Supreme Court stops Mississippi execution
By John Gramlich, Staff Writer
Both foes and supporters of capital punishment last night (Oct. 30) were carefully watching Mississippi, the last state with an execution on its calendar before the U.S. Supreme Court is due to rule on the constitutionality of lethal injection procedures.
Gov. Haley Barbour (R) vowed that the state would carry out the execution of Earl Wesley Berry for kidnapping and fatally beating a woman in 1987. The Mississippi Supreme Court refused to grant a reprieve, as did the 5 th U.S. Circuit Court of Appeals in New Orleans . The killer said goodbye to family members and awaited his execution at the state death chamber in Parchman , Miss. , at 6 p.m. local time.
Just 19 minutes before a lethal combination of three drugs was to be shot into Berry's arms, however, the U.S. Supreme Court halted the execution - the third time it has intervened in a capital case since Sept. 25, when it agreed to hear a case brought by two Kentucky death-row inmates who claim that lethal injection, at it is carried out by 36 states, illegally inflicts cruel and unusual punishment.
By postponing Berry 's execution - and previously postponing executions in Texas (Sept. 27) and Virginia (Oct. 17) - the justices sent their strongest signal to date that a nationwide moratorium on lethal injection has taken hold while they consider the merits of the Kentucky prisoners' arguments. The court's decision to hear the Kentucky case, Baze v. Rees , has allowed defense attorneys across the country to successfully argue that states should not carry out death sentences using a method that soon could be ruled unconstitutional.
The Supreme Court was not unanimous in delaying Berry's execution. According to a court release, Justices Antonin Scalia and Samuel Alito opposed the stay, reflecting divisions in the nation's highest court over whether executions by lethal injection should be postponed until the justices rule in Baze v. Rees .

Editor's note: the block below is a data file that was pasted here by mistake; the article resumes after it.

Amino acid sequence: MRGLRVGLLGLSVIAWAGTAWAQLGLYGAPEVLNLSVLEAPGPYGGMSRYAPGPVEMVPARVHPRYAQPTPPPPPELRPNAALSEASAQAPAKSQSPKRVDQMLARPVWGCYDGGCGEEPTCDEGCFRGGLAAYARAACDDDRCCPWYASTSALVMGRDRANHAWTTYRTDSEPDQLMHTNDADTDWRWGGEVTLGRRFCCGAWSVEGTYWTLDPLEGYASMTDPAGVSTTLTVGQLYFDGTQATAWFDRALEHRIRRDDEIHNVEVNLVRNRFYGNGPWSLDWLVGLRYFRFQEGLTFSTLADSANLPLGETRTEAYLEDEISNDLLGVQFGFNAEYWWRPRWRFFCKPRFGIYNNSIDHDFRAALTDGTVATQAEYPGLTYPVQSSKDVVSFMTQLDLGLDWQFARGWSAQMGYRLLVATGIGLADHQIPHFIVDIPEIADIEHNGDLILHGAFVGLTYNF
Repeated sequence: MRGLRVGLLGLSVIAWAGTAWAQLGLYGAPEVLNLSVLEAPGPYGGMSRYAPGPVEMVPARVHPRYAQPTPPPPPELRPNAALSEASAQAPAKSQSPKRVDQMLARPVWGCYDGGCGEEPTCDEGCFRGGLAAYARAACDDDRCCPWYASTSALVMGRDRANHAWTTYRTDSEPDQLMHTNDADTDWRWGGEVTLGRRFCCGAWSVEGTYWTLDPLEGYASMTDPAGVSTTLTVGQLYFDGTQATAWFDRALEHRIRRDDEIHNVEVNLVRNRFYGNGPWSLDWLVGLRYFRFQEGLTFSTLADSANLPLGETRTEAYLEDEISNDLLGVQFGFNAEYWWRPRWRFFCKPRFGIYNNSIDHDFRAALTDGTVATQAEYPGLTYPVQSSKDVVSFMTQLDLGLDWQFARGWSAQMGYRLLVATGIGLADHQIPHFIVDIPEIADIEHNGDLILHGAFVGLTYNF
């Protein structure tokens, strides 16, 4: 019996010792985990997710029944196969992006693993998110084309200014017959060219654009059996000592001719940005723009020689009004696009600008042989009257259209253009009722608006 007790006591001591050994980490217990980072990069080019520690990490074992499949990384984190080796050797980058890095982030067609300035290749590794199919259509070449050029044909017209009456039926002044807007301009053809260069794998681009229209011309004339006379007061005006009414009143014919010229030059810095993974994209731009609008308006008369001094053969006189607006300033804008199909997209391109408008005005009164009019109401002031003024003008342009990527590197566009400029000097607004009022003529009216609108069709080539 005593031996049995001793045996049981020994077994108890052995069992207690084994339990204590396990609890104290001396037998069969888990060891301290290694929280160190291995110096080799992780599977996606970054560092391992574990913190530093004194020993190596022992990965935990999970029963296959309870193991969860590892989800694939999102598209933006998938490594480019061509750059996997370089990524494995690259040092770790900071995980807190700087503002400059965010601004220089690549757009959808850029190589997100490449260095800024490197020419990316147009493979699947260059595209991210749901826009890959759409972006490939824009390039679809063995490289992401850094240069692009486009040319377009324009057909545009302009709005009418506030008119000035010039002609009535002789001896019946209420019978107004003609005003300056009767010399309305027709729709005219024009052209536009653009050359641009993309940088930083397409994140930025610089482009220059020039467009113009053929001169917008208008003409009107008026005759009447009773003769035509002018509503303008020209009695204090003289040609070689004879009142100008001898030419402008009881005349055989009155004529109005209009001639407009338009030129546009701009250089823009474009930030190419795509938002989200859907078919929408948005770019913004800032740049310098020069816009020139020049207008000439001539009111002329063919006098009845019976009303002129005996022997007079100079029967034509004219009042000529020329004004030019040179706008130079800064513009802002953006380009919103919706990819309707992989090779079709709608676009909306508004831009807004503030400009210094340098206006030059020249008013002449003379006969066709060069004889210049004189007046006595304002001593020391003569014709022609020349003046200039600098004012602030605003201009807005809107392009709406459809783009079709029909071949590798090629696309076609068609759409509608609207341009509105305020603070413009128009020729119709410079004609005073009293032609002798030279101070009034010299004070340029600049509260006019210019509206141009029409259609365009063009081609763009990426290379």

The court did not provide a reason for the opposition by Scalia and Alito, and no other explanations accompanied its decision, as is common. The justices also did not explain the last-minute stays of execution in Texas and Virginia for inmates who sought delays while the justices consider the three-drug combination commonly used in executions. Several botched executions have raised concerns that prisoners may be conscious but unable to move when the third, heart-stopping drug is administered, exposing them to unnecessary pain.
Berry 's scheduled execution attracted considerable attention because it was seen as a crucial test of whether the justices would allow any lethal injections to go forward before they rule in the Kentucky case, likely sometime next spring. Mississippi was the only state still using lethal injection that had scheduled an execution by that method, according to the Death Penalty Information Center , a Washington, D.C.-based organization that opposes capital punishment.
While some states, including Florida and Texas, have assigned execution dates in the weeks ahead, other executions in those states already have been placed on hold, either by order of the governor or state or federal courts. It now appears increasingly likely that no states will carry out executions by lethal injection for the remainder of the year, said Richard Dieter, director of the Death Penalty Information Center. That would make 2007, with 42 executions so far, the least active year for the death penalty since 1994, when 31 people were executed, according to the center.
Overall, 18 states now have governor-imposed or court-ordered holds on lethal injection: Alabama, Arizona, Arkansas, California, Delaware, Florida, Georgia, Kentucky, Maryland, Mississippi, Missouri, Nevada, New Jersey, North Carolina, Ohio, Tennessee, Texas and Virginia.
Lethal injection was placed on hold in 10 of those states before the Supreme Court agreed to hear Baze v. Rees , underscoring the legal uncertainty that has surrounded the procedure for much of the past two years.